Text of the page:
July 5, 2020

Will Streaming Kill the Art of Cinema or Grant It New Life?

A.O. Scott, Cinephile Only subscription fees, which can add up in a hurry if you want that — highly theoretical — full menu of cinematic delicacies. The subscription model undermines that fantasy of universality. Imagine a video store that allowed you to rent only Warner Brothers movies. Imagine having to enroll in a corporate loyalty program, pledging allegiance to Disney or Sony or Netflix, and being forced to limit your choices accordingly.

The emerging streaming regime both restricts and expands access. Matt Zoller Seitz recently published a troubling article in Vulture about how Disney, newly in possession of the 20th Century Fox catalog, won’t allow Fox titles to be screened in public. But why, as a simple economic matter, should companies in the streaming business undercut the value of their assets by letting nonsubscribers see them?

If that practice became the norm, if Netflix, Amazon and the studio-owned streamers kept their movies locked up on their platforms, what would happen to college film societies, museum film departments and repertory houses? This may seem like a minor issue, but revivals and retrospectives are part of how tastes are formed and history is made and revised.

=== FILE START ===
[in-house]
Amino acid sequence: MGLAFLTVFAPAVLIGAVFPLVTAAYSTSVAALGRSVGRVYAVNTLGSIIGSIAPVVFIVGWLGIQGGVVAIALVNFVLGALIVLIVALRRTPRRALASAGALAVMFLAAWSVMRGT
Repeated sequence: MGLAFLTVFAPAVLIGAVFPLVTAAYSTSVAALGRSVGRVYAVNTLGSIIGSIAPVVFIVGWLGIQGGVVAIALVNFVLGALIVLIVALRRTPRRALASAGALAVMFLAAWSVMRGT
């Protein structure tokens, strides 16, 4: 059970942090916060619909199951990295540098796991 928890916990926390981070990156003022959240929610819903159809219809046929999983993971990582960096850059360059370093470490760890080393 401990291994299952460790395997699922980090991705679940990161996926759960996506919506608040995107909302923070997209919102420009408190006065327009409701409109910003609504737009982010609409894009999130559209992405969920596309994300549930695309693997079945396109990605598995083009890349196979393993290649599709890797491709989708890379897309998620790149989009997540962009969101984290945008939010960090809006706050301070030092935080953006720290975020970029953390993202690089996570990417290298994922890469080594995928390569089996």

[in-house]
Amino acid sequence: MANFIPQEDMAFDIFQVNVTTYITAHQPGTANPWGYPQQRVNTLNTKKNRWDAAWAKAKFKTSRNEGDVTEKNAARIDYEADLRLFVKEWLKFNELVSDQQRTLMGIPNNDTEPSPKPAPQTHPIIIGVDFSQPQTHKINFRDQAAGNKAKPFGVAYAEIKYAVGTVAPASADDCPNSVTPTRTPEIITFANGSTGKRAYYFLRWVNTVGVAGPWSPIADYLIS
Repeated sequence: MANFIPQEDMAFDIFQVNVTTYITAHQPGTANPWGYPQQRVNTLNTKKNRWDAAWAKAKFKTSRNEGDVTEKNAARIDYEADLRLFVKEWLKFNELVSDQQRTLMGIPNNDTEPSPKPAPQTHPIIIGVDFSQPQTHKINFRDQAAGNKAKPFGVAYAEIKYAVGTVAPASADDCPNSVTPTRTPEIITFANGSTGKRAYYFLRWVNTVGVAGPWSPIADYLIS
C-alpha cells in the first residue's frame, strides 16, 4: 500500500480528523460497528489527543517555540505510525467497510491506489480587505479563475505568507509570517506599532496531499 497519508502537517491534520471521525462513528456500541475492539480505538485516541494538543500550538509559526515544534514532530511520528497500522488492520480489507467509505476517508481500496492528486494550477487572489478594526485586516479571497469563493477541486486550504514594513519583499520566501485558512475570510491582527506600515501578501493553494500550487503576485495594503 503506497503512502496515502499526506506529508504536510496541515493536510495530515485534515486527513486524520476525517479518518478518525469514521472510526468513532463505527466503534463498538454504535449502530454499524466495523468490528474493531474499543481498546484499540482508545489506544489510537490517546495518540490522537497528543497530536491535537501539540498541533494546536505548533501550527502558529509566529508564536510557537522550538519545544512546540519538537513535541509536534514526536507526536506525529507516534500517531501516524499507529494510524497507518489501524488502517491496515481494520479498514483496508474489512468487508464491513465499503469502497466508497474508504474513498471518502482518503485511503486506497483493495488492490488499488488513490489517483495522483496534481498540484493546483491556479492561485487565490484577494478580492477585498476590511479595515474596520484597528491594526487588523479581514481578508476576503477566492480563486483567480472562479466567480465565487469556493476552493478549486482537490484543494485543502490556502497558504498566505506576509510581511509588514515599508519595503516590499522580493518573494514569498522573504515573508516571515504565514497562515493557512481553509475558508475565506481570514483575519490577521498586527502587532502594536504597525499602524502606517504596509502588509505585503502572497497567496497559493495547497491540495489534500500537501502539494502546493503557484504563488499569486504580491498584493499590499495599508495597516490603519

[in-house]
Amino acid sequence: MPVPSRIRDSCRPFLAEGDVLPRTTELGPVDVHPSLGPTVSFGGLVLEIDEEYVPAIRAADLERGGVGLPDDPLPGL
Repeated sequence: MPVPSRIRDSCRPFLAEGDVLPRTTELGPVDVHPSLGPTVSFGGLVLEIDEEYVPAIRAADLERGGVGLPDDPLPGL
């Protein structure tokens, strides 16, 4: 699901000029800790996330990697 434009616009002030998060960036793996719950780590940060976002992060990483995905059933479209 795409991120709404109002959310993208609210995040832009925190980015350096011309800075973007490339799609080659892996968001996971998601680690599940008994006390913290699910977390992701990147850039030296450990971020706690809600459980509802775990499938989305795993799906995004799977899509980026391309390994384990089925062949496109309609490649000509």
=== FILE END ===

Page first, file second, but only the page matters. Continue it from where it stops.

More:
A.O. Scott, Cinephile What encourages them? Streaming is built on the power of the algorithm, which inhibits risk and serendipity and creates an illusion of ease and comprehensiveness.

A.O. Scott, Couch Potato Why call it an illusion? It’s surely the case that more movies are now available to more people in more places than before, at any time of day or night. You don’t need to live near a campus or a museum or even an art house. You can queue up the complete works of your favorite auteur at six in the morning if you want to.

A.O. Scott, Cinephile Will you, though? Abundance can be its own kind of scarcity. Without a sense of occasion, without the idea that a given experience is special, even rare, all experiences become equivalent, and our attention follows the path of least resistance.

Article source: https://www.nytimes.com/2019/11/15/movies/streaming-cinema-debate.html?emc=rss&partner=rss

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